‘They were all just screwed up in a ball in this bag,’ says Ami Bouhassane, granddaughter of Lee Miller and Director of Farleys House & Gallery, who recognised many of the items from photographs but was astonished to see that the actual garments had faded less than the prints.

The discovery was the impetus behind Lee Miller: Dressed, which opened at Brighton Museum & Art Gallery in October and runs until 18 February 2024. The exhibition tells Miller’s story through clothing, highlighting seven places and periods in Lee’s life and her creative outputs at each time. There’s the young fashion model breaking hearts in New York City, for example; and the bored expat wife of first husband Aziz Eloui Bey, pacing a staffed mansion in Egypt and finding temporary escapism in dramatic expeditions in the desert.

Exploring these new finds was, says Bouhassane, a bit like ‘forensic fashion’. Most of the photographs of Miller were in black and white and it was a challenge to match them up with the garments. A maternity dress was easier to date as Miller had just one child, Antony. On closer examination, it proved to be an ordinary dress that had been unpicked and expanded around the waist − the perfect example of 1940s make do and mend.

‘I love the title of the show, Lee Miller: Dressed, because before she became well known, she was better known as being undressed and the muses of various other artists,’ says Bouhassane. ‘It’s a really nice, different way of looking at her, and I think that people that know Lee already will come away having seen a different side of her.’

A new life at Farleys

The Lee Miller that, in her forties, took up a new adventure in a farmhouse in East Sussex wore the scars of an extraordinary but turbulent life. The devastating rape of seven-year-old Miller while staying with family friends altered her childhood forever, but – outwardly – she kept up the exhausting show of strength that would come to define her, and the fierce will and defiant nature that also saw her expelled from several schools.

Her heavy drinking and bouts of depression were doubtless also due to the untreated trauma of what she had witnessed during the war years. ‘She’d never spoken about anything that she’d done during the war,’ Bouhassane says. Had it not been for the discovery in 1977 of Miller’s negatives, the family would never have known how much she had seen and done. On the same day that Hitler would put a gun to his head in a bunker in Berlin, Lee Miller, first on the scene, was soaping herself in the bath of his abandoned apartment in Munich. But no amount of washing could remove the indelible memories of what she had seen hours before in nearby Dachau – the emaciated prisoners and the unburied dead – and after a couple of years in London, with a new husband and new baby, this picturesque farm in the Sussex countryside offered a fresh start.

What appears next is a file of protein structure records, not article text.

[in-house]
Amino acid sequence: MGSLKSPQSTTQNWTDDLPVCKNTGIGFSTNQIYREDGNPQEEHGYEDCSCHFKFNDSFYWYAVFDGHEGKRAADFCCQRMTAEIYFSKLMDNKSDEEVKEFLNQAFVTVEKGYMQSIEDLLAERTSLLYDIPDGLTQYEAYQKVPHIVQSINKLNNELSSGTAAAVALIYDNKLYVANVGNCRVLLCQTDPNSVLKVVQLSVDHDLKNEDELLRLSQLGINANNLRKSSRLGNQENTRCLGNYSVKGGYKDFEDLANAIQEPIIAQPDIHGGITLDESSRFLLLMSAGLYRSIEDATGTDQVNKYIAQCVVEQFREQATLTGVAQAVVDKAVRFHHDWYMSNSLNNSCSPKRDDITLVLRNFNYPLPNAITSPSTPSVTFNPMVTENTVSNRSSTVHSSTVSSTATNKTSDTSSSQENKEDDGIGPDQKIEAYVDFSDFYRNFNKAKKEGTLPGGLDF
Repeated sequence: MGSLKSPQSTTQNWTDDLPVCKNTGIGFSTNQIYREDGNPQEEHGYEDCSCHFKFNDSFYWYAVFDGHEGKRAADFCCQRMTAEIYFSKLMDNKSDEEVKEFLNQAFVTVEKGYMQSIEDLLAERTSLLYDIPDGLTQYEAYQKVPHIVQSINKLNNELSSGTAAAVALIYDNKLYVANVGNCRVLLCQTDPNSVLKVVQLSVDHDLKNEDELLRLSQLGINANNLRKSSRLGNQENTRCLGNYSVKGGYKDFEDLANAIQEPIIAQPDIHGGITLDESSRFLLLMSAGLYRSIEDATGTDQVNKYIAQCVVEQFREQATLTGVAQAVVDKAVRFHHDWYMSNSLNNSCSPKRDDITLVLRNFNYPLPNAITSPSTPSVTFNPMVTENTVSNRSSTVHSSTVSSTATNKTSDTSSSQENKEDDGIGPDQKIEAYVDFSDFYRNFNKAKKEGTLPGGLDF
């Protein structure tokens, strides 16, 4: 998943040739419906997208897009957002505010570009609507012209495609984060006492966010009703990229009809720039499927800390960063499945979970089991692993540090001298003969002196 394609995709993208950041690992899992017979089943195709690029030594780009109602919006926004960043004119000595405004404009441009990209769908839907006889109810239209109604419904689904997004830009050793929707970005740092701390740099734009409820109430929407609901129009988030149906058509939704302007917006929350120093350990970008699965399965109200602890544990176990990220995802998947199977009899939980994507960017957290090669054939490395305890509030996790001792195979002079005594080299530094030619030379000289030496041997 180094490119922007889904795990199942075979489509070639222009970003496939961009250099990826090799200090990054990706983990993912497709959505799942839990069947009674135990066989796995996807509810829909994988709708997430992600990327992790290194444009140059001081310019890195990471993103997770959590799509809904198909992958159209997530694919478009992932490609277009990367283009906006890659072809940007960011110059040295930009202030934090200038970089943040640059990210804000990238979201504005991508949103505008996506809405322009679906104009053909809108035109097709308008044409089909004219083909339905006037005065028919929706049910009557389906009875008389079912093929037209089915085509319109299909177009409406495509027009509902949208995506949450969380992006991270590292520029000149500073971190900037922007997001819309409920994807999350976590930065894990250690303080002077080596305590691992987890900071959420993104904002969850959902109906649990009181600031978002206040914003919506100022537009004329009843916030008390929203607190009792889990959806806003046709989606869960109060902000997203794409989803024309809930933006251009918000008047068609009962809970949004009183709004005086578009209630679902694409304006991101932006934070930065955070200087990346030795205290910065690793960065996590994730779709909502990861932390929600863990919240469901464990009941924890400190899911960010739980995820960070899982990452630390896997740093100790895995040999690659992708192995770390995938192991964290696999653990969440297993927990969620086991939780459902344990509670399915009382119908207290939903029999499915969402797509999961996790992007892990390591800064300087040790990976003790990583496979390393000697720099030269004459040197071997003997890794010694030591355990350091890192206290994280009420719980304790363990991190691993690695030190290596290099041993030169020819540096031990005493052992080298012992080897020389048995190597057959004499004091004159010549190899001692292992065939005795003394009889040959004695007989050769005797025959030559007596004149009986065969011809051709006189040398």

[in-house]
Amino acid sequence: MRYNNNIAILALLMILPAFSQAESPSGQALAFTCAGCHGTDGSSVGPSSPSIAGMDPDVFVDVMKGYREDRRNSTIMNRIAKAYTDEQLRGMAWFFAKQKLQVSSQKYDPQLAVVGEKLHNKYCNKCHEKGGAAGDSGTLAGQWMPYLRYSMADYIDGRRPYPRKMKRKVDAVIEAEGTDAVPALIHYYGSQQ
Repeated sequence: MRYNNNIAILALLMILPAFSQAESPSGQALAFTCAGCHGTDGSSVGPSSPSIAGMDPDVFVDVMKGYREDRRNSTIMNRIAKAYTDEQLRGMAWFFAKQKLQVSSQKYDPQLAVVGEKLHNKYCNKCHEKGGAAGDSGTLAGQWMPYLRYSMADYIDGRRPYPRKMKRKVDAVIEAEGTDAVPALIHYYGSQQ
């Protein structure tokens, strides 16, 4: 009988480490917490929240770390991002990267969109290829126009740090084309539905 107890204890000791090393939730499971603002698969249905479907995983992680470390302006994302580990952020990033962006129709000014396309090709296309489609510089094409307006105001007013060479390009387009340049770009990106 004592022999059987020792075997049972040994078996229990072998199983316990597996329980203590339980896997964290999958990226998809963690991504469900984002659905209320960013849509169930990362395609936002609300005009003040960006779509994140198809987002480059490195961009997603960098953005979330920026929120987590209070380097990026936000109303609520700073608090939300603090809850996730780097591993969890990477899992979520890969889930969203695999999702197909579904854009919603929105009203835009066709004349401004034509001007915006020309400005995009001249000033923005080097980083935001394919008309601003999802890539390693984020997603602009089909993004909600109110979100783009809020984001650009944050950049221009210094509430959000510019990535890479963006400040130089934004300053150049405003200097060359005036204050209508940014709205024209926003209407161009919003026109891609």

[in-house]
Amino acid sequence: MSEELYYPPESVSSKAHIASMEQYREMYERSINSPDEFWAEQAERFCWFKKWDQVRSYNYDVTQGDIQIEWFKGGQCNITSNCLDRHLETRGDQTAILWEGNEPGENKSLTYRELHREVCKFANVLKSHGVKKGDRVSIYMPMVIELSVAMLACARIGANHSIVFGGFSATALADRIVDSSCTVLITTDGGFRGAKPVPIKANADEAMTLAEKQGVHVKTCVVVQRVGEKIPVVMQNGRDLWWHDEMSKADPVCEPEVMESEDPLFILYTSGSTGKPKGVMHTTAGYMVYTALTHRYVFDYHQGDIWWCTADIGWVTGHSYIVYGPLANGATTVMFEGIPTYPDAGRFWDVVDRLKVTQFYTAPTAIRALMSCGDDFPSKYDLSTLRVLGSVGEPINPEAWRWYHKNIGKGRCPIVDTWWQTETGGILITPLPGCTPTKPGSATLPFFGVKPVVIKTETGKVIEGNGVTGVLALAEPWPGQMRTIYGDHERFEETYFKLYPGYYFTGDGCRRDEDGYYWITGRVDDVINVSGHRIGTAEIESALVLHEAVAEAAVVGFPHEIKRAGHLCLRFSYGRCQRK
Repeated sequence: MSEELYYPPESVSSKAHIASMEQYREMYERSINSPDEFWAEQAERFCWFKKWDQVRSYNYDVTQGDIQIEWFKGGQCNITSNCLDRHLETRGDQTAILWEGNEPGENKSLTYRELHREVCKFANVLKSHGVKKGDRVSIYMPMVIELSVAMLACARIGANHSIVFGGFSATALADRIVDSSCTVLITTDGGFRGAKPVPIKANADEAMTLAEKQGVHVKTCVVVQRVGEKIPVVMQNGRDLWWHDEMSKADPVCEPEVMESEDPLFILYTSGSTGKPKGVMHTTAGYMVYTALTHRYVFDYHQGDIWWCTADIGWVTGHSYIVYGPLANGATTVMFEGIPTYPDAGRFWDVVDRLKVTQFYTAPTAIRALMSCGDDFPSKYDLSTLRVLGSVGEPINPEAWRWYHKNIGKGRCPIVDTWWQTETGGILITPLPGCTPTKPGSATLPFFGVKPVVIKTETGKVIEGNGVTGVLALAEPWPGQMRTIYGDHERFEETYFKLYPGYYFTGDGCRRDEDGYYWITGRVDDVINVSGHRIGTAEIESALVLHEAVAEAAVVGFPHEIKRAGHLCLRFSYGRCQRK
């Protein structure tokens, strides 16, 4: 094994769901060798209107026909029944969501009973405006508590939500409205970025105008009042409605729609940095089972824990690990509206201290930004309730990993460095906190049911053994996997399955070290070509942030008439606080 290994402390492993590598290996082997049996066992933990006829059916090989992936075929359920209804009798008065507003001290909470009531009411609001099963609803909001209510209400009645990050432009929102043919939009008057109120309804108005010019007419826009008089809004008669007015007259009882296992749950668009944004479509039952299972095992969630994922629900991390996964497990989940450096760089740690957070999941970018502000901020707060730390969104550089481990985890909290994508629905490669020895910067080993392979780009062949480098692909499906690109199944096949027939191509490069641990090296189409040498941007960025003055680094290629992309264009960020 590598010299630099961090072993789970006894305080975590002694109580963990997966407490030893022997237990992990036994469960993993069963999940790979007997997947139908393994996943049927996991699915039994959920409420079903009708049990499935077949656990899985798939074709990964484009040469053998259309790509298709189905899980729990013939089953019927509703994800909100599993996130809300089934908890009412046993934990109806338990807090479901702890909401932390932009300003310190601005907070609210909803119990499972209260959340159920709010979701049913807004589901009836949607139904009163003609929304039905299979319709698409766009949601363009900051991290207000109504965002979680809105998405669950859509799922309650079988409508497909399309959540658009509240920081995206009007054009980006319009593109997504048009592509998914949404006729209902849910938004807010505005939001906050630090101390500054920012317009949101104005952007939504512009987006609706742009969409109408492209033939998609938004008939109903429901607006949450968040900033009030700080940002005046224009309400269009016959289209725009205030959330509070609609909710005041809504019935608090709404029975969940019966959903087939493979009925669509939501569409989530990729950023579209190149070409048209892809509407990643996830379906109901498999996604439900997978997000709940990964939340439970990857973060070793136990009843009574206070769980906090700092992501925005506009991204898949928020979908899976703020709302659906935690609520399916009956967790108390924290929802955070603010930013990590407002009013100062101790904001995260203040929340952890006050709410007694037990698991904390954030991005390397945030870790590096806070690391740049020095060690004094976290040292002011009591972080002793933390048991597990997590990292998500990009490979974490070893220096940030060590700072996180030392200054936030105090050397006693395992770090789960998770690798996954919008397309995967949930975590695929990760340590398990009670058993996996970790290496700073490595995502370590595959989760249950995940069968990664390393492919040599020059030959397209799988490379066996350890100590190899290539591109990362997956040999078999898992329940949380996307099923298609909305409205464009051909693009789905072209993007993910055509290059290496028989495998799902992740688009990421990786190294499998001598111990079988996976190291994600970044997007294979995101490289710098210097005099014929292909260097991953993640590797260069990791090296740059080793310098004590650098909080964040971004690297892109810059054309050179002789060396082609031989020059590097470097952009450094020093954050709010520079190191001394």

For Lee Miller and her husband Roland Penrose, Farleys seemed perfect. Sussex had long had a special place in Penrose’s heart. ‘Roland had a really stiff upbring,’ says Bouhassane. ‘One of his happiest memories was when he, as a kid, used to sometimes be allowed to come and stay with some of his family who had a farm in Herstmonceux.’

With hard graft, the farm also yielded an abundance of food, which helped enormously during rationing. The couple embraced the country life, with Miller even building her own cream separator and learning how to butcher a cow. And as the house was close to the ferry port of Newhaven, they could still keep up with all their distinguished friends across the channel, including the poet Paul Éluard and artists Pablo Picasso, Max Ernst and Man Ray, who all visited them at Farleys.

Model, photographer, war journalist, raconteuse and hedonist, and now farmer and talented cook − Lee Miller showed that women could turn their hands to anything and seized every new opportunity with gusto. As Antony Penrose writes in The Lives of Lee Miller: ‘In all her different worlds, she moved with freedom. In all her roles she was her bold self.’

The film opens with Winslett playing an elderly Lee telling a young journalist about her role during World War II. ‘I’ve been the model. I’ve been the muse. I’ve been the ingenue. But I was done with that,’ she says. ‘I was good at drinking, having sex and taking pictures. And I did all three as much as I could.’ By the end of movie – just as at the end of her life – the audience are desperate to learn even more about this unsung heroine: something Lee would have relished.